There’s an interesting divergence emerging from the banking royal commission between the strategy the commissioner, Kenneth Hayne, is pursuing and the way the Australian Securities and Investments Commission actually regulates.
The commission is using individual case studies to highlight treatment of customers that it presents as egregiously unfair or unlawful.
There’s no context or perspective. By focusing selectively on instances that could be characterised as poor treatment of individual customers, the impression is that their treatment reflects the normal behaviour of the banks towards all customers.
The commission is focusing on individual experiences and viewing them through the lenses of the law and "community expectations’’ to make a wider case against the banks; the regulator takes a slightly different and rather more pragmatic and holistic approach.
Two senior ASIC executives appeared before the commission last week: senior executive leaders Michael Saadat and Tim Mullaly.
Commissioner Hayne, in a discussion about the introduction of the unfair contract terms legislation, asked Saadat why ASIC worked with lenders. "Why not just say ‘Do it,’?’’
"We have to balance the different options. If a lender is prepared to make changes in response to the concerns we have raised that can often be a faster and more effective way of getting that change in place as distinct from going down the path of tasking court action," Saadat said.
Later, Mullaly was asked by the counsel assisting the commission about the process by which a decision was made to issue an infringement notice rather than seek a pecuniary penalty via the courts.
"Well, we consider the nature of the conduct and the seriousness of the conduct. We consider whether or not there was a deliberate attempt, or dishonest attempt, to break the law or whether there was inadvertence," he said.
"We consider the co-operation of the entity in seeking to finalise and resolve the matter with ASIC and we consider what might be the market impact of that particular conduct."
Commissioner Kenneth Hayne is putting the heat on ASIC to take action against the banks. Photo: Eddie Jim
Subsequently, when asked whether it was preferable to pursue court proceedings against larger entities, he said it depended on the particular facts of each matter.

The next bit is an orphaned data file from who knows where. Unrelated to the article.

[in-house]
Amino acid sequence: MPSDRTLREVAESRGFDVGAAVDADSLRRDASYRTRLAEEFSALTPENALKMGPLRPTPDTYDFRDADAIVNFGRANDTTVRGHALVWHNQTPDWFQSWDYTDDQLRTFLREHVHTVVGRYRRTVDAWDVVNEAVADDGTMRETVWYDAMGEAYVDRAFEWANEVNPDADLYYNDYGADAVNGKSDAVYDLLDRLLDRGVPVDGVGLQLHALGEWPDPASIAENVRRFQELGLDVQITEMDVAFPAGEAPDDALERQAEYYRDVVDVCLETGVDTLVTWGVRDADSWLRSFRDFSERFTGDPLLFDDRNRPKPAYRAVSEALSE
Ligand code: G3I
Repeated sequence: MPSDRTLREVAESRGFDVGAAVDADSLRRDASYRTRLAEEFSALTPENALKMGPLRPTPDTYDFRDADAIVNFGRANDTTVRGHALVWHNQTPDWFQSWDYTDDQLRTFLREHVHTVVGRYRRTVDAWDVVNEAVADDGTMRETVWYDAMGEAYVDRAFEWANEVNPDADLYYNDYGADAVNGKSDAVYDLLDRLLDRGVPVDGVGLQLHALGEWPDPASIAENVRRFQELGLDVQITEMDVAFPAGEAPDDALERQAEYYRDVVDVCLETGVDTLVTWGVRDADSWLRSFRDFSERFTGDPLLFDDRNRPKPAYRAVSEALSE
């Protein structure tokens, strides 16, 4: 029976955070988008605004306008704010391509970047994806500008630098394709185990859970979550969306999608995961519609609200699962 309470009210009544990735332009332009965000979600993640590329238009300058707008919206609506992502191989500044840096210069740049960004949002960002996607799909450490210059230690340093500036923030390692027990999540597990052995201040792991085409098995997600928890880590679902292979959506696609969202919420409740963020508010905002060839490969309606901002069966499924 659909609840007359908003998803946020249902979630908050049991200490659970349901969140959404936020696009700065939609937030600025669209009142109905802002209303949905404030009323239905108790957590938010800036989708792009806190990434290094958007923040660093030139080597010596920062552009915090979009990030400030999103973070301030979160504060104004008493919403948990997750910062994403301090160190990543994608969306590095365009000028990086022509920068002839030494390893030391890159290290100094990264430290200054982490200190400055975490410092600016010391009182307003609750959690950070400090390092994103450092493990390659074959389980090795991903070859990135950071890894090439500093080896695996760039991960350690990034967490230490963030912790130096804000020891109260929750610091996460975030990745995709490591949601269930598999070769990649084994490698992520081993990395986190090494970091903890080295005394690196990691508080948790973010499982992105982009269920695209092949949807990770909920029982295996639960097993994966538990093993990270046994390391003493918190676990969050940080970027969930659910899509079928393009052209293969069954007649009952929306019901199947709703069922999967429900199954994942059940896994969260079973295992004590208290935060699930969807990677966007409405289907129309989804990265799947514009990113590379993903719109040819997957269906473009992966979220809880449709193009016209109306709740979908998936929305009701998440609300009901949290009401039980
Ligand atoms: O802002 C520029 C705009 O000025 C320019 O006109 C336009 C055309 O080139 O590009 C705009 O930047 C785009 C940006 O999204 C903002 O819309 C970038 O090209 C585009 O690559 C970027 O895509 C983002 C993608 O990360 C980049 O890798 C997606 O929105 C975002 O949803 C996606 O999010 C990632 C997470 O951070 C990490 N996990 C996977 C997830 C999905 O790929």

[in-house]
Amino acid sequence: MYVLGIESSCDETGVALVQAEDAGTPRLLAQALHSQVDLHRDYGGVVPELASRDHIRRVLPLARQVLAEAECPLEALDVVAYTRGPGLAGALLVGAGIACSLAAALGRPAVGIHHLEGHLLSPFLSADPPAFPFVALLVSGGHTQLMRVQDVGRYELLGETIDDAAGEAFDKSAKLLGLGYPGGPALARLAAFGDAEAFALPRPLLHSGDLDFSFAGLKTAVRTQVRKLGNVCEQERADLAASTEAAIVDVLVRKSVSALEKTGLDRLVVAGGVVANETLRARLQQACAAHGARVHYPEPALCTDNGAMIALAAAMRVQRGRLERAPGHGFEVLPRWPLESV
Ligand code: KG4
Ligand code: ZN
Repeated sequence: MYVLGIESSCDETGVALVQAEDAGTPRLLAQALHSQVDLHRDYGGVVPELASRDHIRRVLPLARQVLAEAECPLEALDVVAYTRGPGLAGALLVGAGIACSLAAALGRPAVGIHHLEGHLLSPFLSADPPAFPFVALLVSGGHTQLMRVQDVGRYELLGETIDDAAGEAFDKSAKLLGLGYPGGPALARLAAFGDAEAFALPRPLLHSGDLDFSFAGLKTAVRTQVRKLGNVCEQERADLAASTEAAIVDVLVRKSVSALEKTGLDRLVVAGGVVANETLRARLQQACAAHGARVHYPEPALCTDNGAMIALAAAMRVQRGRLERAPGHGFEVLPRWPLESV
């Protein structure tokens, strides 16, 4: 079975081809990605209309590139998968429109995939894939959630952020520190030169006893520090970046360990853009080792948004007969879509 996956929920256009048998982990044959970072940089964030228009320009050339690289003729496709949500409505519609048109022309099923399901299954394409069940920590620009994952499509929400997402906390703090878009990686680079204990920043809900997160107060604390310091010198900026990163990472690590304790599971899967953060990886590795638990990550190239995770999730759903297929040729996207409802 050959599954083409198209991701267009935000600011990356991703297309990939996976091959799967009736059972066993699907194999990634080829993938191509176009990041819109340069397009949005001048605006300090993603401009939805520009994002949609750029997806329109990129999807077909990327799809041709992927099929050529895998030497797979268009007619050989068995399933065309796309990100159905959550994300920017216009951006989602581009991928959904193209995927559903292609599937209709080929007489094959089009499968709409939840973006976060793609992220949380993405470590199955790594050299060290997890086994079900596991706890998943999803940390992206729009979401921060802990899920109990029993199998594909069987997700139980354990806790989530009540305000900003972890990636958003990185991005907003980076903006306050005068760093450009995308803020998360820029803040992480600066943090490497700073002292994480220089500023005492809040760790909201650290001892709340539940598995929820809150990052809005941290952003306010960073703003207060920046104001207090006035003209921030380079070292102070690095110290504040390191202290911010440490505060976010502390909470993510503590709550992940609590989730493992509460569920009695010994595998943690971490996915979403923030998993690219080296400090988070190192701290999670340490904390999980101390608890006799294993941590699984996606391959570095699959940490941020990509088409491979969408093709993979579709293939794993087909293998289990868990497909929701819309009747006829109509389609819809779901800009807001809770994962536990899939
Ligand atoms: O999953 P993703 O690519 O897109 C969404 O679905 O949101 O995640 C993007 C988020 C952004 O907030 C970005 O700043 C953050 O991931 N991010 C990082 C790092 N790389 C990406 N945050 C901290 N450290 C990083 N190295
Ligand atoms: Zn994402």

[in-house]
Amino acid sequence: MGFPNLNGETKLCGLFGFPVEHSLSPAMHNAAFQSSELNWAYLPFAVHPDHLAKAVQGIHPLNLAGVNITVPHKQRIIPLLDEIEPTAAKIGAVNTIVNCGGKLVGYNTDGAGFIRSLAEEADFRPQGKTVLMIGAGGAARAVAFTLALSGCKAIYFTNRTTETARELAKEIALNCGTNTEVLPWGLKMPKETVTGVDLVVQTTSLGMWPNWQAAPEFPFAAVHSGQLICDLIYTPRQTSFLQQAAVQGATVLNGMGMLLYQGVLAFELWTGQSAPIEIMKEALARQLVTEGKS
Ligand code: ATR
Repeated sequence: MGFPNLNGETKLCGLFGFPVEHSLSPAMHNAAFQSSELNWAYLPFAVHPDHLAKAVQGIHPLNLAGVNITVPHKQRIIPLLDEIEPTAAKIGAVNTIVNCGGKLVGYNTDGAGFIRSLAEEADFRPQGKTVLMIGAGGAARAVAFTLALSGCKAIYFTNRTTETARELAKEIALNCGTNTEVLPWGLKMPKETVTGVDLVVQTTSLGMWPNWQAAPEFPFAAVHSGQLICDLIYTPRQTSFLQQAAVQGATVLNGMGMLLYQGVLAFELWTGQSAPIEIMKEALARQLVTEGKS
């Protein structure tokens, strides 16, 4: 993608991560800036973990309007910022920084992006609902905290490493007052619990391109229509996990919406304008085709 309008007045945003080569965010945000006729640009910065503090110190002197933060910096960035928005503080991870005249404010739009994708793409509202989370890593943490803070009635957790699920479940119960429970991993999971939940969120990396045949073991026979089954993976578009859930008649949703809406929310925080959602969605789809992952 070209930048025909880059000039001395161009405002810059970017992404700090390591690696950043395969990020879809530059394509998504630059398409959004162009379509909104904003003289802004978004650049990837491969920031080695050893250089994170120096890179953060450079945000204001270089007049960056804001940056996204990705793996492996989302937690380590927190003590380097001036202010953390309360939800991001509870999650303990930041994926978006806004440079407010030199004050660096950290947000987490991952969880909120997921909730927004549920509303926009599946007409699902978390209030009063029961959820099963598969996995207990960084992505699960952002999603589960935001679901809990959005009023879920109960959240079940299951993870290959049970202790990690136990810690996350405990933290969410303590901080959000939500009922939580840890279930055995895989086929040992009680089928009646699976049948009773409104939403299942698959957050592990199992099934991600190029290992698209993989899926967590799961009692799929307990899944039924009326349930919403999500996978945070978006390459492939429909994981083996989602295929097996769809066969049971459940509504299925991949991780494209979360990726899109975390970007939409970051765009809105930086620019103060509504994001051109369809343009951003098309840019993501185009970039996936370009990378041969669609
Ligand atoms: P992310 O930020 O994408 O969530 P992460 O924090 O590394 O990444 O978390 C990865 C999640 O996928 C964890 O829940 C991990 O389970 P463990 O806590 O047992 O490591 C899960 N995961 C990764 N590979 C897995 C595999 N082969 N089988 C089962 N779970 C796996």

"One of the considerations that we give to both commencing an investigation but also to the type of outcome that we will seek is whether that outcome will have an impact on the market; whether it will change behaviour, both specifically and more generally.’’
ASIC’s use of enforceable undertakings rather than seeking court-imposed penalties for breaches of the banks’ legal obligations has led to it being accused of being too soft and risk-averse and too close to those it regulates. It’s not that it doesn’t litigate – it does – but rather that its preference appears to be the negotiated outcome supported by enforceable undertakings.
While that preference might be influenced by the costs, time and risks of litigating, it appears its approach is driven by pragmatism and a view that it can use breaches to improve, not just the offending institution’s behaviour, but that of the system more generally.
Despite seeing “jaw-droppingly bad” advice from financial planners, the corporate watchdog has never taken action against a financial institution for neglecting its duty to act in best interest of clients.
Earlier this year the UK's Financial Conduct Authority published a collection of essays on the topic of transforming culture in financial services organisations. One contribution came from ASIC’s senior executive leader for strategic policy, Andrew Fawcett.
He focused on breach reporting – the self-reporting by institutions of breaches of regulatory requirements – saying ASIC recognised a natural part of doing business was that things would go wrong from time to time. Errors, mistakes and breaches provided, he said, an opportunity for regulated firms to learn and improve.
In its settlements, ASIC typically imposes undertakings that force the offending institution to improve weaknesses in the systems and processes that allowed the breach to occur.
Where the royal commission is highlighting the treatment of individuals within the system, ASIC appears to be as concerned about ensuring the system is improved by understandings gleaned from the mistakes of its members as it is in punishing the banks and others for those mistakes.
Maybe the royal commission will arrive at the same destination as ASIC from its different starting point. To do so it would have to accept like Fawcett that, however regrettable, in such large and complex organisations mistakes will occur.
If we want improved cultures within the financial services sector and fewer behaviours of the type illustrated by the commission’s case studies, it will come from changes that leverage and broadcast the experiences and learnings of individual institutions and their regulators.
For that reason the searching and scathing findings from the Australian Prudential Regulation-commissioned inquiry into Commonwealth Bank’s governance, culture and accountability are likely to have a far more profound and positive impact on the sector than almost anything the royal commission might recommend.This article was first published by https://www.smh.com.auAuthor: Stephen Bartholomeusz